What happened

Shares of Dollar General (NYSE:DG) were on the rise today as the discount retailer got an upgrade from Wells Fargo. The retailer has emerged as one of several brick-and-mortar chains that is well-equipped for the coronavirus crisis, as it sells consumables like canned food, paper products, and cleaning supplies, and is known for its discount prices.

Today's upgrade only burnishes those credentials. As of 2:52 p.m. EDT, the stock was up 5.1%.

The front of a Dollar General store

Image source: Dollar General.

So what

Analyst Edward Kelly upgraded the stock from neutral to buy and raised his price target to $175 from $155; he said it was well-positioned to benefit from the coming government stimulus, and has a number of other tailwinds during the COVID-19 crisis and subsequent recession. The company is considered an essential retailer, and has more locations than any other retail chain, giving it broad exposure to U.S. consumers during the crisis. In a recession, Dollar General is also likely to outperform the market, as consumers trade down to cheaper products and are more likely to buy smaller pack sizes as paychecks get stretched.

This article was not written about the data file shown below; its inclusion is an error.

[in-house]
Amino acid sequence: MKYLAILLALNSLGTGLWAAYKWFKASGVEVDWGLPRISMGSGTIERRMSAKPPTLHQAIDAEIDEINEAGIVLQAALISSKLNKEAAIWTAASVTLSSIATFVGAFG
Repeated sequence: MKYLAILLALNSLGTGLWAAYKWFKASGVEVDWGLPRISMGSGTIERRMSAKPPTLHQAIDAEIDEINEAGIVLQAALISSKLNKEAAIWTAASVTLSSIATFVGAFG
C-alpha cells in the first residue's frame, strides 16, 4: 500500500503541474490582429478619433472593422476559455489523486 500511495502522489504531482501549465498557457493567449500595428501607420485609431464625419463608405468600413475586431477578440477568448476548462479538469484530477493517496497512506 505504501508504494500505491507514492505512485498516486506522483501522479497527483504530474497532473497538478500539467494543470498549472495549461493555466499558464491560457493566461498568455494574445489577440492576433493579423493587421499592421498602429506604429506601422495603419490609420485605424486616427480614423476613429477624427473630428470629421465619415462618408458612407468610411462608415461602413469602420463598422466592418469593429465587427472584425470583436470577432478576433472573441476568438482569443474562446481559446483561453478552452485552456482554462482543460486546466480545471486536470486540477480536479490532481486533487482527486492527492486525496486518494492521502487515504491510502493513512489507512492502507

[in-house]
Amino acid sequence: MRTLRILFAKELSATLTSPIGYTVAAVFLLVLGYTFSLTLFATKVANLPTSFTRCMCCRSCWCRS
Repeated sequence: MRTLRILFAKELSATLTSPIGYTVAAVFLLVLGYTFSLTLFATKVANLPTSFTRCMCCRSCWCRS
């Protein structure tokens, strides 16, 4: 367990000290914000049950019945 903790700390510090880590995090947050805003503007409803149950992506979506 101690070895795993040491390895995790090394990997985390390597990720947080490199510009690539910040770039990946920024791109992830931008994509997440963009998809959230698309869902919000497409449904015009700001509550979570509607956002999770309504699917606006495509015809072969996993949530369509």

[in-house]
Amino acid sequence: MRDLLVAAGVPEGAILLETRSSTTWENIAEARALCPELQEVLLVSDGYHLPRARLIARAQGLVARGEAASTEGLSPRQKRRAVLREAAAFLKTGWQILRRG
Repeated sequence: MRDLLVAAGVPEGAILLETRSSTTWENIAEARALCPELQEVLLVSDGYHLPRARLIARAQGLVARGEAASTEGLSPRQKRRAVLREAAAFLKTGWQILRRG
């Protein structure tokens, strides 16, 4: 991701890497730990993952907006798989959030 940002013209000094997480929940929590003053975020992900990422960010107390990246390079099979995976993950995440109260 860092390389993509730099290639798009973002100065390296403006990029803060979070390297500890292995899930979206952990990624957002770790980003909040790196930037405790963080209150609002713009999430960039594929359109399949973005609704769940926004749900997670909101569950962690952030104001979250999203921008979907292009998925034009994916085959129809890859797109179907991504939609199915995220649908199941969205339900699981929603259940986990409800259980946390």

Kelly also endorsed the company's long-term growth potential as it continues to rapidly extend its store base and benefit from economies of scale.

Now what

Like other essential retailers, Dollar General has announced special bonuses for its employees who have had to work long hours and take on additional risks in recent weeks, and said it would hire 50,000 additional employees, a sign of the surge in demand it's experiencing. It's also giving back to local communities by offering a 10% discount to first responders, including medical workers and National Guard members.

The retailer has outperformed the S&P 500 since the crisis began, but is still down since Feb. 21. That could be a mistake, considering the company should see solid sales growth over the coming months and it's likely to be able to capitalize on a recession as well.